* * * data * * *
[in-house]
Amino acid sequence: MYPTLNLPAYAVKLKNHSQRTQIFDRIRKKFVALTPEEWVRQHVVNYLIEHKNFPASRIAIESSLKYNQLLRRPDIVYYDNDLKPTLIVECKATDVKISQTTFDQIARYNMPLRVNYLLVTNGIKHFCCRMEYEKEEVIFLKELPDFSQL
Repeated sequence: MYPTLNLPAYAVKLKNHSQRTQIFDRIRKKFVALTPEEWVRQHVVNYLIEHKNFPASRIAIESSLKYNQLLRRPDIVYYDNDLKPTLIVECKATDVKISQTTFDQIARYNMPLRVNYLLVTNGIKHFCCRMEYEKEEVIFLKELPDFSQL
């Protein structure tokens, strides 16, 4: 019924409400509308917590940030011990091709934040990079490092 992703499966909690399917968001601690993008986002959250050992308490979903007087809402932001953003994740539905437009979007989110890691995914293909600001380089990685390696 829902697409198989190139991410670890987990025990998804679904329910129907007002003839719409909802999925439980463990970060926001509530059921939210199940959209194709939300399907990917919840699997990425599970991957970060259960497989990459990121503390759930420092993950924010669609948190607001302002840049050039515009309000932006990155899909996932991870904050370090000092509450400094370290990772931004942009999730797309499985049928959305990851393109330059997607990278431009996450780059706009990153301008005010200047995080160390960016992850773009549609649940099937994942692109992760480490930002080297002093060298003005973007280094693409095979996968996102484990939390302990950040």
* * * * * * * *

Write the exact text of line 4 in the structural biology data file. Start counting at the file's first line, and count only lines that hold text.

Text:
């Protein structure tokens, strides 16, 4: 019924409400509308917590940030011990091709934040990079490092 992703499966909690399917968001601690993008986002959250050992308490979903007087809402932001953003994740539905437009979007989110890691995914293909600001380089990685390696 829902697409198989190139991410670890987990025990998804679904329910129907007002003839719409909802999925439980463990970060926001509530059921939210199940959209194709939300399907990917919840699997990425599970991957970060259960497989990459990121503390759930420092993950924010669609948190607001302002840049050039515009309000932006990155899909996932991870904050370090000092509450400094370290990772931004942009999730797309499985049928959305990851393109330059997607990278431009996450780059706009990153301008005010200047995080160390960016992850773009549609649940099937994942692109992760480490930002080297002093060298003005973007280094693409095979996968996102484990939390302990950040």